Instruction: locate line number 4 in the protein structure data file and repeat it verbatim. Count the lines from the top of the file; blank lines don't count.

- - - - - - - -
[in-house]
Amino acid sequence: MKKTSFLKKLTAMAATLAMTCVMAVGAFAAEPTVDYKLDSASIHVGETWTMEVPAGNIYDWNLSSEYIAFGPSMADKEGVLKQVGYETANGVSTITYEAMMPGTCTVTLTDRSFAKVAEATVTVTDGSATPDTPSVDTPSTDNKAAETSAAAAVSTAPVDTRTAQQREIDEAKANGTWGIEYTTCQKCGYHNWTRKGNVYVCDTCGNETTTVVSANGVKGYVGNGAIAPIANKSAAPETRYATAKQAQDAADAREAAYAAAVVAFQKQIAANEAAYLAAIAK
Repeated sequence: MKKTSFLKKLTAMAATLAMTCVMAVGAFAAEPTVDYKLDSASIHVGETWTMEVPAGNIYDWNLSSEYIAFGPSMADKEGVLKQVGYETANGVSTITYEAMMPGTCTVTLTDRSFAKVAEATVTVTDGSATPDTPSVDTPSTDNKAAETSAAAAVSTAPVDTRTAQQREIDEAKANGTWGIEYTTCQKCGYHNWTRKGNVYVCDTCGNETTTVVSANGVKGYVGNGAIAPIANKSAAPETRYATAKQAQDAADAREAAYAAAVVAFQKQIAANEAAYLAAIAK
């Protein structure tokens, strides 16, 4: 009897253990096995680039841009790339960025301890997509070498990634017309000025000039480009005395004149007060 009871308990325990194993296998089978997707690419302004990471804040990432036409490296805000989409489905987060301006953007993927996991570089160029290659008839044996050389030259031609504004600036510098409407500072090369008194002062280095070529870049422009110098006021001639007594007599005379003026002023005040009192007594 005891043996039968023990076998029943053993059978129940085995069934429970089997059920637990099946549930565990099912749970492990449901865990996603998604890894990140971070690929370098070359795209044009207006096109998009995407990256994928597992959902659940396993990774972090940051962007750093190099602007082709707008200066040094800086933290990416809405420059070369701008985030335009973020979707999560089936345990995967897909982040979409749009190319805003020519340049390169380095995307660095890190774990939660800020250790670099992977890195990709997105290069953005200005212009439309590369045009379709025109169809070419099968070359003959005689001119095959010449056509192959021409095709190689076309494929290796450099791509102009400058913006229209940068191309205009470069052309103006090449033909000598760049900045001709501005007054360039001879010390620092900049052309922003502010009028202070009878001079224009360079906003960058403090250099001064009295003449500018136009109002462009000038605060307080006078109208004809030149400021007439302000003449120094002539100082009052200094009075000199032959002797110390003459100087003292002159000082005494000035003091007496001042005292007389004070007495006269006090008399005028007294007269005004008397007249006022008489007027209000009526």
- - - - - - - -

């Protein structure tokens, strides 16, 4: 009897253990096995680039841009790339960025301890997509070498990634017309000025000039480009005395004149007060 009871308990325990194993296998089978997707690419302004990471804040990432036409490296805000989409489905987060301006953007993927996991570089160029290659008839044996050389030259031609504004600036510098409407500072090369008194002062280095070529870049422009110098006021001639007594007599005379003026002023005040009192007594 005891043996039968023990076998029943053993059978129940085995069934429970089997059920637990099946549930565990099912749970492990449901865990996603998604890894990140971070690929370098070359795209044009207006096109998009995407990256994928597992959902659940396993990774972090940051962007750093190099602007082709707008200066040094800086933290990416809405420059070369701008985030335009973020979707999560089936345990995967897909982040979409749009190319805003020519340049390169380095995307660095890190774990939660800020250790670099992977890195990709997105290069953005200005212009439309590369045009379709025109169809070419099968070359003959005689001119095959010449056509192959021409095709190689076309494929290796450099791509102009400058913006229209940068191309205009470069052309103006090449033909000598760049900045001709501005007054360039001879010390620092900049052309922003502010009028202070009878001079224009360079906003960058403090250099001064009295003449500018136009109002462009000038605060307080006078109208004809030149400021007439302000003449120094002539100082009052200094009075000199032959002797110390003459100087003292002159000082005494000035003091007496001042005292007389004070007495006269006090008399005028007294007269005004008397007249006022008489007027209000009526």